It said it had acted on two out of three Turkish legal orders but had concern about the third order as it was a request us to suspend an account accusing a former minister of corruption.
“This order causes us concern,” its general counsel, Vijaya Gadde, said in a statement. “Political speech is among the most important speech, especially when it concerns possible government corruption.” At a rally ahead of important local elections on Sunday, Mr Erdogan was quoted by Reuters news agency as saying: “I don’t understand how people of good sense could defend this Facebook, YouTube and Twitter. There are all kinds of lies there.”

People have demonstrated against the Twitter ban in the streets

People have demonstrated against the Twitter ban in the streets

A ban was imposed on Friday on the grounds that Twitter had failed to remove the allegations of corruption involving senior officials. A number of complaints were filed to courts, arguing the ban was illegal and unconstitutional. The administrative court in Ankara issued a temporary injunction on Wednesday ordering the TIB to restore access to Twitter until it could deliver its full verdict on the ban. Turkish media reports suggested the ban would be suspended soon afterwards but a source in Mr Erdogan’s office told Reuters news agency the TIB had 30 days to implement or appeal against the court ruling. Thirty days is a standard period in such cases. “The millions of people in Turkey who turn to Twitter to make their voices heard are being kept from doing just that,” Ms Gadde said. “There are no legal grounds for the blocking of our service in Turkey,” she added.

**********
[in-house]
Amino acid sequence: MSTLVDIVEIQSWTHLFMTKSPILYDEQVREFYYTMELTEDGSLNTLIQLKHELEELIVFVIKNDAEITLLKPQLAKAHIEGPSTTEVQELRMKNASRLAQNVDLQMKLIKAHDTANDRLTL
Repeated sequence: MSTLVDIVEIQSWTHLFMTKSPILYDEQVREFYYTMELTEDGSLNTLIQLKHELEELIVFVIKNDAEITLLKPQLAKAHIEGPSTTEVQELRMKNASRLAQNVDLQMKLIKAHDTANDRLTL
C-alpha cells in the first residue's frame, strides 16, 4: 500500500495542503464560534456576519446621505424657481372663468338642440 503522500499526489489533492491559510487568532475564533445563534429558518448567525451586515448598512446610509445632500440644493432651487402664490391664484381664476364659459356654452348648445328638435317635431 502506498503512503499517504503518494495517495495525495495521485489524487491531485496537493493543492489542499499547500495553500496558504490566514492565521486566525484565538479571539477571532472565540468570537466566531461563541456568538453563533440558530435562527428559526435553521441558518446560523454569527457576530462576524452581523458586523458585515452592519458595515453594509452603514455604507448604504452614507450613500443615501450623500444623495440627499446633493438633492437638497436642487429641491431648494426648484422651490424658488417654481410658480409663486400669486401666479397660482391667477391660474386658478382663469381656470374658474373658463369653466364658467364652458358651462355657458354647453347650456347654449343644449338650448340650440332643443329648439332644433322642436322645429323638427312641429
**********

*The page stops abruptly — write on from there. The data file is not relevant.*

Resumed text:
Users have found many ways of circumventing the prohibition, which has been widely criticised and ridiculed. As of Wednesday afternoon, the top trending term in Turkey was a political slogan attacking Mr Erdogan’s ruling Justice and Development Party. Just behind it was a pro-Erdogan term.

From: http://www.bbc.co.uk/news/technology-26749374

Related: http://www.theguardian.com/world/2014/mar/26/turkish-court-lifts-twitter-ban

‘Minority groups face increasing discrimination in Turkey’

20 March 2014 by MELTEM Naz Kaso, İstanbul (Today’s Zaman)